Project description:The circulating levels of soluble tumor necrosis factor receptor-1 (sTNF-R1) and sTNF-R2 are altered in numerous diseases, including several types of cancer. Correlations with the risk of progression in some cancers, as well as systemic manifestations of the disease and therapeutic side-effects, have been described. However, there is very little information on the levels of these soluble receptors in glioblastoma (GBM). Here, we report on an exploratory retrospective study of the levels of sTNF-Rs in the vascular circulation of patients with GBM. Banked samples were obtained from 112 GBM patients (66 untreated, newly-diagnosed patients and 46 with recurrent disease) from two institutions. The levels of sTNF-R1 in the plasma were significantly lower in patients with newly-diagnosed or recurrent GBM than apparently healthy individuals and correlated with the intensity of expression of TNF-R1 on the tumor-associated endothelial cells (ECs) in the corresponding biopsies. Elevated levels of sTNF-R1 in patients with recurrent, but not newly-diagnosed GBM, were significantly associated with a shorter survival, independent of age (p?=?0.02) or steroid medication. In contrast, the levels of circulating sTNF-R2 were significantly higher in recurrent GBM than healthy individuals and there was no significant correlation with expression of TNF-R2 on the tumor-associated ECs or survival time. The results indicate that larger, prospective studies are warranted to determine the predictive value of the levels of sTNF-R1 in patients with recurrent GBM and the factors that regulate the levels of sTNF-Rs in the circulation in GBM patients.
Project description:Identification of serum proteins that track with disease course in sarcoidosis may have clinical and pathologic importance. We previously identified up-regulated transcripts for interferon-inducible chemokines CXCL9, and CXCL10, in blood of sarcoidosis patients compared to controls. The objective of this study was to determine whether proteins encoded by these transcripts were elevated in serum and identified patients with remitting vs. chronic progressive sarcoidosis longitudinally.Serum levels of CXCL9, CXCL10, and proteins associated with inflammation and/or disease activity (sIL2R, ACE, ESR and CRP) were measured in a prospective cohort of sarcoidosis subjects and controls. Comparisons were made between groups and clinical course using pulmonary function measures and a severity score developed by Wasfi et al.In a cross-sectional analysis of 36 non-immunosuppressed sarcoidosis subjects, serum CXCL9, CXCL10, and sIL2R were significantly elevated compared to 46 controls (p?<?0.0001). CXCL9 and CXCL10 were strongly inter-correlated (p?=?0.0009). CXCL10 and CXCL9 were inversely correlated with FVC% predicted and DLCO% predicted, respectively. CXCL10 and CXCL9 significantly correlated with sarcoidosis severity score. sIL2R, ESR, CRP, and ACE serum levels did not correlate with pulmonary function measures or severity score. In the longitudinal analysis of 26 subjects, changes in serum CXCL10 level over time corresponded with progression versus remission of disease.Interferon-?-inducible chemokines, CXCL9 and CXCL10, are elevated in sarcoidosis and inter-correlated with each other. Chemokine levels correlated with measures of disease severity. Serial measurements of CXCL10 corresponded to clinical course.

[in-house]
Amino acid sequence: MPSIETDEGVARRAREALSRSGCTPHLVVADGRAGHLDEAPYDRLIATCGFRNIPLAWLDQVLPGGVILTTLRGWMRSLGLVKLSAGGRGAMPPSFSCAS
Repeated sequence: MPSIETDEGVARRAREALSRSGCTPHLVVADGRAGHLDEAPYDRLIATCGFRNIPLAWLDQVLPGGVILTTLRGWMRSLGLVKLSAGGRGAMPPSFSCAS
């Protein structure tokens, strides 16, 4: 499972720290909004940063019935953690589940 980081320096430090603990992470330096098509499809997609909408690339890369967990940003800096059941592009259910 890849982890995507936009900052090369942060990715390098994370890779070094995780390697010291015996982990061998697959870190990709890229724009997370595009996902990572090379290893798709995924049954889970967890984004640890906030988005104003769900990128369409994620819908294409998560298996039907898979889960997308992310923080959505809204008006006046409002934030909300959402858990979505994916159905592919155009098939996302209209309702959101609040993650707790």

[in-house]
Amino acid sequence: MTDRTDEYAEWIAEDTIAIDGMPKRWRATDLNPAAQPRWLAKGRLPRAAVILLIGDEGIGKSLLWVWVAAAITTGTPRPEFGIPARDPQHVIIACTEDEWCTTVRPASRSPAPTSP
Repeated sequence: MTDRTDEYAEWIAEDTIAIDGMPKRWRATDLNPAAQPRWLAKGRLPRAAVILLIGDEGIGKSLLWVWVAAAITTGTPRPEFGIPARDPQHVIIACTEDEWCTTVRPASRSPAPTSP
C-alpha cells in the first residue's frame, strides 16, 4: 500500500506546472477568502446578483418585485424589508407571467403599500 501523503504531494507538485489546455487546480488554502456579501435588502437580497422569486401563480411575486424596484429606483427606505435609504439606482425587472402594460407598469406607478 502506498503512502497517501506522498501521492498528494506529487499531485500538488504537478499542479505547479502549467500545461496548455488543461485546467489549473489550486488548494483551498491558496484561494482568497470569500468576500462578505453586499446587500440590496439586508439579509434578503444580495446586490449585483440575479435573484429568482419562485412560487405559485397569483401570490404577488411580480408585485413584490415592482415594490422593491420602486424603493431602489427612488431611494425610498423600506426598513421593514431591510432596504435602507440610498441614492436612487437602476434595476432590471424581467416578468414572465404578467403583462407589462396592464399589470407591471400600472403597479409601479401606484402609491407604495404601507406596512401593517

Project description:Autoimmune Addison's disease (AAD) is a disorder caused by an immunological attack on the adrenal cortex. The interferon (IFN)-inducible chemokine CXCL10 is elevated in serum of AAD patients, suggesting a peripheral IFN signature. However, CXCL10 can also be induced in adrenocortical cells stimulated with IFNs, cytokines, or microbial components. We therefore investigated whether peripheral blood mononuclear cells (PBMCs) from AAD patients display an enhanced propensity to produce CXCL10 and the related chemokine CXCL9, after stimulation with type I or II IFNs or the IFN inducer poly (I:C). Although serum levels of CXCL10 and CXCL9 were significantly elevated in patients compared with controls, IFN stimulated patient PBMC produced significantly less CXCL10/CXCL9 than control PBMC. Low CXCL10 production was not significantly associated with medication, disease duration, or comorbidities, but the low production of poly (I:C)-induced CXCL10 among patients was associated with an AAD risk allele in the phosphatase nonreceptor type 22 (PTPN22) gene. PBMC levels of total STAT1 and -2, and IFN-induced phosphorylated STAT1 and -2, were not significantly different between patients and controls. We conclude that PBMC from patients with AAD are deficient in their response to IFNs, and that the adrenal cortex itself may be responsible for the increased serum levels of CXCL10.